2.5
0.2
<0.1
Tree sparrow
6.9
2.0
4.9
0.3
0.0

Habitat: Common flickers are characteristic of the Southern Deciduous Forest, reaching greatest densities in medium-aged oak forest. Fairly common breeding species in Northern Hardwood Forest and Pine Barrens. Uncommon to rare in other habitat types.


Pileated Woodpecker (Dryocopus pileatus)

Status: Regular permanent resident.

Distribution: Uncommon to fairly common resident in all regions of the Valley; most numerous along the St. Croix River and its major tributaries. Because of large breeding territories and relative scarcity, low numbers of this woodpecker are recorded along BBS transects (Table 3). All five survey routes traverse fair to good habitat, yet this woodpecker is recorded in very low numbers.

Winter: Winter distribution of this woodpecker is presented in Table 4. Largest winter populations occur in the Western Upland. The pileated woodpecker is fairly regular during winter in Burnett, Douglas, and Pine counties where a combination of Northern Hardwood Forest and coniferous forest provides optimum habitat.

Habitat: The pileated woodpecker is characteristic of large expanses of the mature Lowland Deciduous Forest along and adjacent to the St. Croix River. Fairly common in mature Upland Hardwood Forest and Lowland Coniferous Forest. Uncommon to rare in Southern Deciduous Forest. Rare to absent in other habitat types.


Red-bellied Woodpecker (Melanerpes carolinus)

Status: Regular permanent resident.

Distribution: Fairly common breeding bird in the Western Upland, uncommon to rare in the Central Plain, and rare to absent in the Northern Highland. The red-bellied woodpecker is a southern species that reaches its northern range limit along the St. Croix River (Peterson 1951).

Breeding Bird Survey data show that red-bellied woodpeckers occur regularly in central Polk County. Occasional birds with young are observed in Burnett and southern Pine counties. Hamerstrom and Hamerstrom (1963) include two confirmed nest records from along the St. Croix River in western Burnett County. Movement into the northern regions must be fairly recent since Jackson (1942) failed to record this species in 1919 during his work in northwestern Wisconsin. Bernard (1967) considered this species to be very rare in Douglas County, citing three observations in areas north of the St. Croix River. Green and Janssen (1975) cited documented breeding records for Washington County and showed red-bellied woodpecker breeding range extending north to the Chisago-Pine county line.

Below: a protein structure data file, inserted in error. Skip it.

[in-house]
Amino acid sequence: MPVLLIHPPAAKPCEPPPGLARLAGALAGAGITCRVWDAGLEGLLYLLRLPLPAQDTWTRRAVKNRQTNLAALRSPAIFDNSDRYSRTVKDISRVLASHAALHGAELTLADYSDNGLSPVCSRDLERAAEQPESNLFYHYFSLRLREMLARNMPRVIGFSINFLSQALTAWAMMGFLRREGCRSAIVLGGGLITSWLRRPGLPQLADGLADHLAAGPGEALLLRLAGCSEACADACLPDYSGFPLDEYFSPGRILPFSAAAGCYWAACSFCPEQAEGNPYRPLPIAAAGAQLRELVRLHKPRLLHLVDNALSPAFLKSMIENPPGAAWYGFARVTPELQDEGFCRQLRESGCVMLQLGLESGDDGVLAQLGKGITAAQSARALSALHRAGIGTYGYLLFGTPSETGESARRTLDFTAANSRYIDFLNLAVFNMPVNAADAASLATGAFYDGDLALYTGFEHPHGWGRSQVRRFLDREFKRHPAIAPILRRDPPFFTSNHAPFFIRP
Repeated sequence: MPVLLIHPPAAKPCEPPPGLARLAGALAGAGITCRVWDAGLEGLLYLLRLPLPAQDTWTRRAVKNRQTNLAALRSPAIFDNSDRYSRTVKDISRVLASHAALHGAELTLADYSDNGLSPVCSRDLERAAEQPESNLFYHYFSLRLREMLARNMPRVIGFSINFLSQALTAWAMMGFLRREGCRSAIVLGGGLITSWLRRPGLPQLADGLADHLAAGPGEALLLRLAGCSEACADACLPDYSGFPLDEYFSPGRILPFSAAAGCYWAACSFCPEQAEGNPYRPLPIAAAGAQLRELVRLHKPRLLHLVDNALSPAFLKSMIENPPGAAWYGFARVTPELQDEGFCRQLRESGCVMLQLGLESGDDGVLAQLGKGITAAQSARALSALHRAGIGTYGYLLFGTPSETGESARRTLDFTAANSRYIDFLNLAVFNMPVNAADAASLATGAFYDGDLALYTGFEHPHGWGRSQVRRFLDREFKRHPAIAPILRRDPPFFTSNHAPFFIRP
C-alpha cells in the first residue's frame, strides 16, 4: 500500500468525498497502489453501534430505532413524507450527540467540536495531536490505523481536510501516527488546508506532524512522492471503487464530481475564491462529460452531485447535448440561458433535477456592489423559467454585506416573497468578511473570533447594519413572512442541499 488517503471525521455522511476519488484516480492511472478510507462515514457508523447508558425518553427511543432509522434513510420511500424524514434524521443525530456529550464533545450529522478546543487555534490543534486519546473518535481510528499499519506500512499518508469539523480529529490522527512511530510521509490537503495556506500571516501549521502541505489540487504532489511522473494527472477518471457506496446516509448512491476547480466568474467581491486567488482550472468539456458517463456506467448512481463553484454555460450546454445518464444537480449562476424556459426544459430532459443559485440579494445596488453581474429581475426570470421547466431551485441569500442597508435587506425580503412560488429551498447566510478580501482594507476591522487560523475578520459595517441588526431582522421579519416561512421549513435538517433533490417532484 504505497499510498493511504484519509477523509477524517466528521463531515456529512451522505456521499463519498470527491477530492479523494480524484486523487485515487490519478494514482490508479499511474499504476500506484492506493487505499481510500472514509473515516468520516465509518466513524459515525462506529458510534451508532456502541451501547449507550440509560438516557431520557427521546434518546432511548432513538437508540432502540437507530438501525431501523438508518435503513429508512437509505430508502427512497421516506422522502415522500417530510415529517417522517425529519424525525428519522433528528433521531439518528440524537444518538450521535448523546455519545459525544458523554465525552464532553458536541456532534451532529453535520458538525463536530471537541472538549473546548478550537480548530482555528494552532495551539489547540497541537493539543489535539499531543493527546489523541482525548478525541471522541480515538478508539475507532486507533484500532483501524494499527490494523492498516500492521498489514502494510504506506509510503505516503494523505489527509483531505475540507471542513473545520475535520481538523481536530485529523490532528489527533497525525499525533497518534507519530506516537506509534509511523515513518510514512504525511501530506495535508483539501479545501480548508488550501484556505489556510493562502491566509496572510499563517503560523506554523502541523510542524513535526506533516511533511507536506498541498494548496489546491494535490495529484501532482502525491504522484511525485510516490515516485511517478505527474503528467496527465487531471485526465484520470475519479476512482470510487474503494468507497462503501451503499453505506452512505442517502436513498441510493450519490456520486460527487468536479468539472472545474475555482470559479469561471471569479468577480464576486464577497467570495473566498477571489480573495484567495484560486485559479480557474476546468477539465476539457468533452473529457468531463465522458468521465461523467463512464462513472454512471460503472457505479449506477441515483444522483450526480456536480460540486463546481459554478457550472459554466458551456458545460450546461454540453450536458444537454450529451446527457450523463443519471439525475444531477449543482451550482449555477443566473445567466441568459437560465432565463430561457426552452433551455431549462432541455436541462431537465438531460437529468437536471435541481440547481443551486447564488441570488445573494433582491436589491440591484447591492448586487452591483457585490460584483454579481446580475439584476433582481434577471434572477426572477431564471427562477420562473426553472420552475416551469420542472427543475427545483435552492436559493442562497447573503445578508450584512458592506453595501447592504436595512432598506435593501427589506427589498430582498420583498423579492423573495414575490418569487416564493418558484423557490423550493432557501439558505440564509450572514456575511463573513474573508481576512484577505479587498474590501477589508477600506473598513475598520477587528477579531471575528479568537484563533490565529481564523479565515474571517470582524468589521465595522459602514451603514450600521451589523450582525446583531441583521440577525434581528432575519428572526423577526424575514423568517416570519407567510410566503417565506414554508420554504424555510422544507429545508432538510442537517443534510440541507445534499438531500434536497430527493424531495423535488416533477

Winter: Locally a fairly common winter resident in the Western Upland, rare and local adjacent to the St. Croix River in the Central Plain (CBC; Table 4).

Habitat: This woodpecker is a characteristic species of Lowland Deciduous Forest. Large expanses of lowland forest occurring along the St. Croix River and its major tributaries provide excellent breeding habitat. During the breeding season, pairs also use the edge between lowland forest and Southern Deciduous Forest and locally in Northern Hardwood Forest. Wintering birds are found primarily in Lowland Deciduous Forest and Southern Deciduous Forest. This woodpecker is attracted to corncribs on farms near woodland edges during the winter.


Red-headed Woodpecker (Melanerpes erythrocephalus)

Status: Regular migrant, nesting species, and winter resident.

Migration: Fairly common spring and fall migrant in the Western Upland and Central Plain. Uncommon and more sporadic in the Northern Highland The first noticeable influx of spring migrants occurs 20 April to 1 May, reaching peak numbers 15-25 May. Fall migration begins about 10 August in the Northern Highland and 20 August elsewhere. Peak movements occur 20 August to 15 September and most have departed by 1 November.